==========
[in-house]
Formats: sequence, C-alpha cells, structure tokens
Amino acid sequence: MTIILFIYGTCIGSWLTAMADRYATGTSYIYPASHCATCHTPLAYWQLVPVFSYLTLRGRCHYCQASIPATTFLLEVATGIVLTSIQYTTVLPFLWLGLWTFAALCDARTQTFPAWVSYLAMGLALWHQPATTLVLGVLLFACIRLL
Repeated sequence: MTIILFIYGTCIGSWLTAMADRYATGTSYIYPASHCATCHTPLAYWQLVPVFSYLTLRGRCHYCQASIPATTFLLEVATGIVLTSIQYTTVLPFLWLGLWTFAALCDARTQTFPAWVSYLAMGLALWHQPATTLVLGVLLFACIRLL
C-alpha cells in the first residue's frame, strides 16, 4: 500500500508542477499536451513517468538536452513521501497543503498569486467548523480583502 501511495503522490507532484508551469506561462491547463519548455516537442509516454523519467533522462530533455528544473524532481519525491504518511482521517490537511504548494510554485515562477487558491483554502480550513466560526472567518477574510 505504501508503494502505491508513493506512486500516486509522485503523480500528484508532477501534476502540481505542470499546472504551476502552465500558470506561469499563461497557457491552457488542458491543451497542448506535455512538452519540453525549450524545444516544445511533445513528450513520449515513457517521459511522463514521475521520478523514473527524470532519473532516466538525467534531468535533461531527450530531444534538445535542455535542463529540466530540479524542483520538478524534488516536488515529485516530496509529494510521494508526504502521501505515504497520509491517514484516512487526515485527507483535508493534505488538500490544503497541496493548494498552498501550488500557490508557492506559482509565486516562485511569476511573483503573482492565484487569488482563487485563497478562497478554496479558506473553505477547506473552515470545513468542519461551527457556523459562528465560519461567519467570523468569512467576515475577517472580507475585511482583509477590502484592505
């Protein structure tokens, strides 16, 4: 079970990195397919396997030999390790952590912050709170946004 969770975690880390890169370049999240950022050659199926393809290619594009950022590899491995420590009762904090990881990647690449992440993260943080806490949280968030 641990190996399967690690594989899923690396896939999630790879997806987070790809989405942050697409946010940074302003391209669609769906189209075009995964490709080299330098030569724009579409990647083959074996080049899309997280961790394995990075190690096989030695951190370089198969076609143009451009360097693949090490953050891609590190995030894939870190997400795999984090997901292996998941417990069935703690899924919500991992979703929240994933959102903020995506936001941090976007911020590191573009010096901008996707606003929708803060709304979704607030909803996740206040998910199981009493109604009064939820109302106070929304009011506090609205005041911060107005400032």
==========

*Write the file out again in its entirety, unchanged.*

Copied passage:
[in-house]
Formats: sequence, C-alpha cells, structure tokens
Amino acid sequence: MTIILFIYGTCIGSWLTAMADRYATGTSYIYPASHCATCHTPLAYWQLVPVFSYLTLRGRCHYCQASIPATTFLLEVATGIVLTSIQYTTVLPFLWLGLWTFAALCDARTQTFPAWVSYLAMGLALWHQPATTLVLGVLLFACIRLL
Repeated sequence: MTIILFIYGTCIGSWLTAMADRYATGTSYIYPASHCATCHTPLAYWQLVPVFSYLTLRGRCHYCQASIPATTFLLEVATGIVLTSIQYTTVLPFLWLGLWTFAALCDARTQTFPAWVSYLAMGLALWHQPATTLVLGVLLFACIRLL
C-alpha cells in the first residue's frame, strides 16, 4: 500500500508542477499536451513517468538536452513521501497543503498569486467548523480583502 501511495503522490507532484508551469506561462491547463519548455516537442509516454523519467533522462530533455528544473524532481519525491504518511482521517490537511504548494510554485515562477487558491483554502480550513466560526472567518477574510 505504501508503494502505491508513493506512486500516486509522485503523480500528484508532477501534476502540481505542470499546472504551476502552465500558470506561469499563461497557457491552457488542458491543451497542448506535455512538452519540453525549450524545444516544445511533445513528450513520449515513457517521459511522463514521475521520478523514473527524470532519473532516466538525467534531468535533461531527450530531444534538445535542455535542463529540466530540479524542483520538478524534488516536488515529485516530496509529494510521494508526504502521501505515504497520509491517514484516512487526515485527507483535508493534505488538500490544503497541496493548494498552498501550488500557490508557492506559482509565486516562485511569476511573483503573482492565484487569488482563487485563497478562497478554496479558506473553505477547506473552515470545513468542519461551527457556523459562528465560519461567519467570523468569512467576515475577517472580507475585511482583509477590502484592505
């Protein structure tokens, strides 16, 4: 079970990195397919396997030999390790952590912050709170946004 969770975690880390890169370049999240950022050659199926393809290619594009950022590899491995420590009762904090990881990647690449992440993260943080806490949280968030 641990190996399967690690594989899923690396896939999630790879997806987070790809989405942050697409946010940074302003391209669609769906189209075009995964490709080299330098030569724009579409990647083959074996080049899309997280961790394995990075190690096989030695951190370089198969076609143009451009360097693949090490953050891609590190995030894939870190997400795999984090997901292996998941417990069935703690899924919500991992979703929240994933959102903020995506936001941090976007911020590191573009010096901008996707606003929708803060709304979704607030909803996740206040998910199981009493109604009064939820109302106070929304009011506090609205005041911060107005400032």